"I think nine. I can't see my watch."
She takes a deep puff on her cigarette and pulls his wrist over under the brief flare of the tobacco. "It's about time," she says. "I thought some of the others would be out looking."
"They're too happy inside, drinking and pinching each other's bottoms. Hey, why don't I go get us some champagne and we can watch the fireworks from right here? No one's going to miss us for a few more minutes."
"Champagne always gives me a terrible headache the next morning."
"Yes, I remember," he says.
"But what the hell—it's not every day your daughter gets married. Sure, let's have more champagne. And bring the blanket from the car," she adds. "It seems to have gotten quite cold."
He walks back to the reception hall, where the din of recorded music and loud, drunken laughter is overpowering. He sees Julie talking with several of Paul's relatives and Deborah's best friend—all women. Julie, Julie, he thinks, what are you doing? Already she's behaving like an old married woman with social obligations.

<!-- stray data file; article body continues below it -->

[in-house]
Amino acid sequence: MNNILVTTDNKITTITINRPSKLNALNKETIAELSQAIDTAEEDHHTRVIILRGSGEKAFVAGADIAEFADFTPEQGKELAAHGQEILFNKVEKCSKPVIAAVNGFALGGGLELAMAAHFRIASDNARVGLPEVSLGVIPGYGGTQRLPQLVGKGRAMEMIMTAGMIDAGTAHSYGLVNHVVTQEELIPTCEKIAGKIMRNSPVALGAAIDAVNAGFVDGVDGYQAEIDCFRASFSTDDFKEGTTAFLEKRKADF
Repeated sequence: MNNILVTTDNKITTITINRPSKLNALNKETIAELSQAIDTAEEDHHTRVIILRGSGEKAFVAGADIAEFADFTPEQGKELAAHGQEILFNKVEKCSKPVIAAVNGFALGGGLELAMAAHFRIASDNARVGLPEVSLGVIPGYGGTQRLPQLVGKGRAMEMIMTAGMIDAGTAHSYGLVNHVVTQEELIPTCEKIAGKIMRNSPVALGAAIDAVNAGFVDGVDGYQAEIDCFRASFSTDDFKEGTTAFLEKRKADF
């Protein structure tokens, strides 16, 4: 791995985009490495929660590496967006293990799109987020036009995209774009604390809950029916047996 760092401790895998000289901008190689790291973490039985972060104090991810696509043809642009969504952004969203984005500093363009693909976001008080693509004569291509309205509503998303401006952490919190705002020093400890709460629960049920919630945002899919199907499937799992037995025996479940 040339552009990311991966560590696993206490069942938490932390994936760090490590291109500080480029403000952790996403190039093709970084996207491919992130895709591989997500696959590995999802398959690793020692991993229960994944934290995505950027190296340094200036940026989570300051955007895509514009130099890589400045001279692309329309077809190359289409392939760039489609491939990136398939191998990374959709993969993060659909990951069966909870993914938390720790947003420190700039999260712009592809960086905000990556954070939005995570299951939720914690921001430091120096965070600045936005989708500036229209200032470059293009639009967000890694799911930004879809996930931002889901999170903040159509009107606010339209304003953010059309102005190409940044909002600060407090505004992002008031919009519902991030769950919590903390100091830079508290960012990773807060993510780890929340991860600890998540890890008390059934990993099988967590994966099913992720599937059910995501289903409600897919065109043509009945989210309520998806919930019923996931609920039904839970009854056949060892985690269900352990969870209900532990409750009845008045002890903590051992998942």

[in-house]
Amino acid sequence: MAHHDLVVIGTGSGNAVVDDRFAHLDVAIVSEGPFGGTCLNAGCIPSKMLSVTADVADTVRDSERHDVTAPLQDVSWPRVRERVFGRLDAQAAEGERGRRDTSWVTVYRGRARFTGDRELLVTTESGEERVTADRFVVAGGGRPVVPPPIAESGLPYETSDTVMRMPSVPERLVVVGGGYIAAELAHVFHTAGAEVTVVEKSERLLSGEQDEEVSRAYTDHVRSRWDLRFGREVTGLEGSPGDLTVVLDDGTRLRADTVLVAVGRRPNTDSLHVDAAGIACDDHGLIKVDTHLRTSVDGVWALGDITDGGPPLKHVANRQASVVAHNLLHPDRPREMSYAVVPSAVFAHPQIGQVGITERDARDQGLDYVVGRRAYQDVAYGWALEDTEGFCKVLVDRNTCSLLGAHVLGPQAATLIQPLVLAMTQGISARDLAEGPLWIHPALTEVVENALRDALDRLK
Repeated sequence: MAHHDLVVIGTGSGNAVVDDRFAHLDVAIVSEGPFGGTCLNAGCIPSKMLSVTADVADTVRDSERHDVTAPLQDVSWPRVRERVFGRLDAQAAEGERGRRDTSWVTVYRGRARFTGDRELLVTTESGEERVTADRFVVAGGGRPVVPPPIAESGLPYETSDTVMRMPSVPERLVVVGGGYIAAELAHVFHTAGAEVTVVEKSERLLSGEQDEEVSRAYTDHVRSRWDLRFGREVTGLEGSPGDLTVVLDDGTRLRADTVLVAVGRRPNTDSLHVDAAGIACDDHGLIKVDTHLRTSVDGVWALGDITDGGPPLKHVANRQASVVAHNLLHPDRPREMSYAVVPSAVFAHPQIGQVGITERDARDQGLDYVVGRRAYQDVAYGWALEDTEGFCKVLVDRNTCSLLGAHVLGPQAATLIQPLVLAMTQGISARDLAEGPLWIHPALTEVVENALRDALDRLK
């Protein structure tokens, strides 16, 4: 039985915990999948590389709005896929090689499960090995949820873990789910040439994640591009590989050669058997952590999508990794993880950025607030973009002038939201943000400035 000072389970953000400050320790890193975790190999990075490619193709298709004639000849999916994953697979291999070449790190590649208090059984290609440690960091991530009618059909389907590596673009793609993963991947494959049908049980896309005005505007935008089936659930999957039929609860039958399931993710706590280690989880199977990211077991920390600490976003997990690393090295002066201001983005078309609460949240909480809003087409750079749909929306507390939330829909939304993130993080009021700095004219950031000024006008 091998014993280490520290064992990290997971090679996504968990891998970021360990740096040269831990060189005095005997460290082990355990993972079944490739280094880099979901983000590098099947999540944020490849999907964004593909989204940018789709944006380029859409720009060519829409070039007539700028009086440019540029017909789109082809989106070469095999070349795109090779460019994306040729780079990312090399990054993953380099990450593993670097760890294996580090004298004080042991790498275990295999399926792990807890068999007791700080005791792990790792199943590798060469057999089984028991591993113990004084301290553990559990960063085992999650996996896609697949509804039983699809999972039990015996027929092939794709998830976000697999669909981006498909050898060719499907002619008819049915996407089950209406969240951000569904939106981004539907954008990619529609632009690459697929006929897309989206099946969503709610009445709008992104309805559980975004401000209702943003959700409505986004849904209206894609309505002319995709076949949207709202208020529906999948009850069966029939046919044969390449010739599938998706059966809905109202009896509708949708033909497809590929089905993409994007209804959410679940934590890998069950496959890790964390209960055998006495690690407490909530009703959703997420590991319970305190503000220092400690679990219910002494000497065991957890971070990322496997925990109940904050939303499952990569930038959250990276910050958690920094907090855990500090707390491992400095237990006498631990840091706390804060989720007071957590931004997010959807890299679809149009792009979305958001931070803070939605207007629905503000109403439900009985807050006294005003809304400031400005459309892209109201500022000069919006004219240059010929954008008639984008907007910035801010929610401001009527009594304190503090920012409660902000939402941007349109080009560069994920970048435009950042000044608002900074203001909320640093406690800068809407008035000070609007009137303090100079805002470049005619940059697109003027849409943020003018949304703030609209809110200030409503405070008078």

Farther into the room he glances over toward a dark corner and sees Paul—as of five o'clock this afternoon his son-in-law Paul—in earnest conversation with a strikingly pretty girl, and he wonders briefly whether the bastard is already setting up a sleazy extramarital liaison. I'll kill him, Robert thinks, and then laughs at himself for being ridiculous. It isn't as though Julie and Paul just met; in fact they lived together for more than a year in Wyoming while Paul finished the course work for his zoology degree at the university in Laramie. He would have graduated sooner, but took a year off to roam Europe alone. Robert is jealous—he always dreamed of making an extended European tour on his own but never quite managed it. Paul is pleasant enough, Robert supposes, if perhaps more concerned with his own day-to-day affairs than with Julie's.